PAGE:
Assignment 3

C.A.T. Assignment 3

Open College of Arts

Visual Arts
Re-appropriating images


By Alyssa Maddalozzo


In this essay I will be comparing the wood block print, “ The Great Wave” by Hakusai with the anamorphic sculpture of found objects by Bernard Pras, by the same name.

“An image is a sight which has been recreated or reproduced, it is an appearance, or a set of Appearances, which has been detached  from the place and time in which it first made its appearance and preserved.” – Jon Berger, Ways of Seeing.

Similarities, differences and semiotics.

The movement of The Wave in both images has a fluid harmony, which Hokusai developed through many attempts and years of practice.  Mount Fuji in the distance is a symbol of beauty.  It remains in the center; it is the grounding-point of the composition. There is a yin and yang balance between the strength of The Wave and the determination of the men of the fragile boat, fighting for their lives.  Pras’ attention to detail successfully gives justice to Hokusai’s original composition, both in shape and colour.

The original image is derived from the impression of a woodcut (Ukiyo-e), a technique older than the printing press.  It was published sometime between 1829 and 1833 and is only 25.7 cm × 37.8 cm.  The original impression of the print can be seen in various collections around the world, including Claude Monet’s house.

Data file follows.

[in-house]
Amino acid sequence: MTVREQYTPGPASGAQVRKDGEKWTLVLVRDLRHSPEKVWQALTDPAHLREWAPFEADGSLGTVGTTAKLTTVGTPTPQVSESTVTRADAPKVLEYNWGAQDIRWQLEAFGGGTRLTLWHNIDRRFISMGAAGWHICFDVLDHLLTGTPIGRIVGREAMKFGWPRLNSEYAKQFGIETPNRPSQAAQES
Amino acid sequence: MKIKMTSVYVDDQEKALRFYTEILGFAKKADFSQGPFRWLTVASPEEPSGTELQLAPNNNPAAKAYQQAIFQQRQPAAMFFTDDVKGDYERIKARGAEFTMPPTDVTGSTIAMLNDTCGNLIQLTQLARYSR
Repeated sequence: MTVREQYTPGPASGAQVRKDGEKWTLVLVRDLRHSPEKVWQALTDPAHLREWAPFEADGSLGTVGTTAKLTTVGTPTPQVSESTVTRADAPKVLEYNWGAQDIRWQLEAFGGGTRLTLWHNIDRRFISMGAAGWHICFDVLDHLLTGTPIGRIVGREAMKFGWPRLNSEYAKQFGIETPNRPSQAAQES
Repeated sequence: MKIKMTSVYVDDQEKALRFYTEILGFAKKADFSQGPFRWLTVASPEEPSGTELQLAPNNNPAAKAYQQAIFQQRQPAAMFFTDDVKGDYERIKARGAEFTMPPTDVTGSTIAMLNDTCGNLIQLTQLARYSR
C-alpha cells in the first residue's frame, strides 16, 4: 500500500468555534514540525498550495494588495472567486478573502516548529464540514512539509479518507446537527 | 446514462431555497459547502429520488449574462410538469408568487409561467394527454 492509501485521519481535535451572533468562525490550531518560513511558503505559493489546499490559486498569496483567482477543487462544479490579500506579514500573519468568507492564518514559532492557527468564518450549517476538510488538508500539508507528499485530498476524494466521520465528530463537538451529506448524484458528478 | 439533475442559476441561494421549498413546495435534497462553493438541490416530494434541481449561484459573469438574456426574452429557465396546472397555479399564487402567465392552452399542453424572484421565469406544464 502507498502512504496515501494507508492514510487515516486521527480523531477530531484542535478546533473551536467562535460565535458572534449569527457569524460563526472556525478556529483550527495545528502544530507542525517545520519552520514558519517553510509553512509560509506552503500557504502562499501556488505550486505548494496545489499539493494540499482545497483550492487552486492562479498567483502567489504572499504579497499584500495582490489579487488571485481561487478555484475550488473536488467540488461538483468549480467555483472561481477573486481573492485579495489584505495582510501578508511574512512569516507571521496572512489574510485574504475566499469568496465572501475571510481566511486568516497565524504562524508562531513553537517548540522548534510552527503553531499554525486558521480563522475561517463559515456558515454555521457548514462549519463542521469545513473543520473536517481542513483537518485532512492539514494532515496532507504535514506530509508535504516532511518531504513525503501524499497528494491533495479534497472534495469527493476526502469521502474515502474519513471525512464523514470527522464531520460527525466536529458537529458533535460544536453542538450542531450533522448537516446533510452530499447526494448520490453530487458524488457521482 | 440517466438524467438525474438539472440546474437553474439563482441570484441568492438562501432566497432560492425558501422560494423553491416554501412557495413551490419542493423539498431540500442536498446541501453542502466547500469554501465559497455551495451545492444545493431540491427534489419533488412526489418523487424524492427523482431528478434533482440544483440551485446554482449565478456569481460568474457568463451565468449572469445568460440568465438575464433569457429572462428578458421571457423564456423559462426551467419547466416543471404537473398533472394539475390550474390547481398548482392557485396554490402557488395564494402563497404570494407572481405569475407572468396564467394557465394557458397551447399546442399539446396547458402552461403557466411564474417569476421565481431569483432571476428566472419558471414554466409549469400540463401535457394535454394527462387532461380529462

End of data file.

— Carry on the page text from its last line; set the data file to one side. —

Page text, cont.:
Pras’ image is a photograph of an anamorphic sculpture, meaning it could only be seen in one place, from one perspective. Once’s Pras’ sculpture was photographed, it was disassembled and then discarded.

The impermanence of Pras’ sculpture in contrast with the physical imprint of Hokusai’s Great Wave, which is preserved in more than one location around the world, shows the difference between old media and new media —  art physically preserved and art discarded, but preserved through a digital memory.

Hokusai’s image was produced to demonstrate the force of the sea, from his own perspective of living on the island of Japan. The Wave shows the isolating and dangerous effect the sea has on the inhabitants, whereas Pras’ reproduction of the image using found objects, most of which are plastic, represents the disastrous effects humans have had on the sea, through the industrial fabrication of plastic, alongside human consumption.  The shift of power has changed, from nature to human.

Pras has carefully chosen objects which are not only the correct size and colour to complete the values of the composition: they also hold meaning. For example, the blue lines which create the crescent of the wave are floating devices sometimes referred to as noodles, which could be interpreted as an ironic statement towards the fragility of the wooden boats.  Another example are the hands on top of the wave, which introduce a human aspect, perhaps menacing, reaching down towards the boats, threatening their lives. Other symbolic objects include white doves, which demonstrate peace, and wings, perhaps a sign of hope. The various farm animals could be interpreted into a question: what effect has the farming industry had on global warming, the rise in sea levels, the destruction of forests — looking not just to the seas but around the world?


Connectivity and cultural visual language.